Ever since we were young, our parents, teachers and practically everyone we know has been telling us that getting into college is the only option towards a successful career path. However, things have changed dramatically over the last decade and creative professions like the ones related to fashion are usually more defined by practical skills rather than the theoretical knowledge of a specific topic.
Obviously, education does matter and some of the best universities specialising in fashion studies focus on both theory and practice to equip us with the skills needed for the job. So how does one choose between opting for a degree and filling up their CV with internships? Ultimately, is it possible to combine both?
As far as I’m concerned, when it comes to getting your dream job, both education and experience are important. It’s just a matter of how you decide to put to practice what you’ve learned either as a student or as an employee. So if we look at this objectively, it’s only fair to acknowledge the qualities of both aspects:
Choosing the Right Career Path
Finishing school, you should have a clear view of what you want to do in life; or so they say. Personally, when I applied to colleges, I found it pretty intimidating and nearly impossible to decide how I’d like to spend the rest of my life. Maybe it’s just me, but I think it’s really hard to fully understand how jobs work when you’re only 17 or 18 years old. Some of you may have had a number of summer jobs by then, which might have given you an idea; but still, it’s not the real thing. It’s just a small stage preparing you for the ‘grown-up’ world.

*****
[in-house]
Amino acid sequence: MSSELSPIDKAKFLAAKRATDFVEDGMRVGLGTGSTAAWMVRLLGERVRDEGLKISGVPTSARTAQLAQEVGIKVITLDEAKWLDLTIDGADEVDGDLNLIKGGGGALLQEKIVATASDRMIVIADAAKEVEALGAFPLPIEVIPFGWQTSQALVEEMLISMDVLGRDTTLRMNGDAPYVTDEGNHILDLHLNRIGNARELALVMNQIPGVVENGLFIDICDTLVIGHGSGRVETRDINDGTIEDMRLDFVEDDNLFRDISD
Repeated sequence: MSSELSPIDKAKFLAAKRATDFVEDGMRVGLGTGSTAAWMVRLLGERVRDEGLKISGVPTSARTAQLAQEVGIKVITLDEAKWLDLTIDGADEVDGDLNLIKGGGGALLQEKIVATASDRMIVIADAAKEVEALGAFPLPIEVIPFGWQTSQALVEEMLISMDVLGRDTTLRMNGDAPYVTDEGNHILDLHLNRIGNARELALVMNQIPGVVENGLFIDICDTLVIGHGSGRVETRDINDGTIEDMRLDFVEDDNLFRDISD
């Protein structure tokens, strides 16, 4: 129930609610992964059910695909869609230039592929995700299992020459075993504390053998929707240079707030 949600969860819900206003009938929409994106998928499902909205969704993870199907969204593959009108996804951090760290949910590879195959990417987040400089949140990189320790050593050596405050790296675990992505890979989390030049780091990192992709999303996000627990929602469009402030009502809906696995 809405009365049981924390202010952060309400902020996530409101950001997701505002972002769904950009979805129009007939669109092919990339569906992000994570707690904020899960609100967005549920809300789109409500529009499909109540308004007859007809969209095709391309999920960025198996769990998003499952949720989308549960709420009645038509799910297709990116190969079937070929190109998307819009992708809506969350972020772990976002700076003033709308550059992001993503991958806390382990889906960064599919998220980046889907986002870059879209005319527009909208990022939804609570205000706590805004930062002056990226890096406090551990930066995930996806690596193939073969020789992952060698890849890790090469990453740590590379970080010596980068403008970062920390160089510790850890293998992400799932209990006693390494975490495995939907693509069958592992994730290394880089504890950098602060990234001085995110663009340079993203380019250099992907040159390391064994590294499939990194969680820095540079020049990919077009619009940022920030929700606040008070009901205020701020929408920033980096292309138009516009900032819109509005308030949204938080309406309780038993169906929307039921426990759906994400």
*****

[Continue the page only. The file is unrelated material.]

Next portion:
Which brings me to my point: how am I supposed to decide what to study if I don’t know what to do with my life? (Or even with myself?!) If you are one of those lucky people, though, who already know, then by all means make that choice and apply to the college of your dreams – and maybe you should apply to some more, in case something goes wrong!
When it comes to fashion, education will certainly provide you with the technical skills needed to develop your talents. Sure, creative professions are all about inspiration, but you’ll need a boost to make it shine. Especially if you want to become a fashion designer or photographer, you must have the expertise that comes with knowledge and practice. If you’re a self-starter, then you might as well figure it out on your own. Remember, though, that professors will always have something more to offer from the specialist’s point of view.
Developing Your Talents: Education
Furthermore, life as an undergraduate can open up a whole new world for you, one that serves as a little preview of the career that lies ahead. Opportunities may even come from within the uni, giving you the chance to showcase your work and get feedback not only from professors but also from employers.
That’s why I strongly believe that education is still important in every dream you wish to fulfill. However, this doesn’t stop you from combining your studies with a three-month internship or a small placement, for example, probably through an unpaid role. You can then put your knowledge to practice and get a small glimpse of the way that your degree would be translated into a job.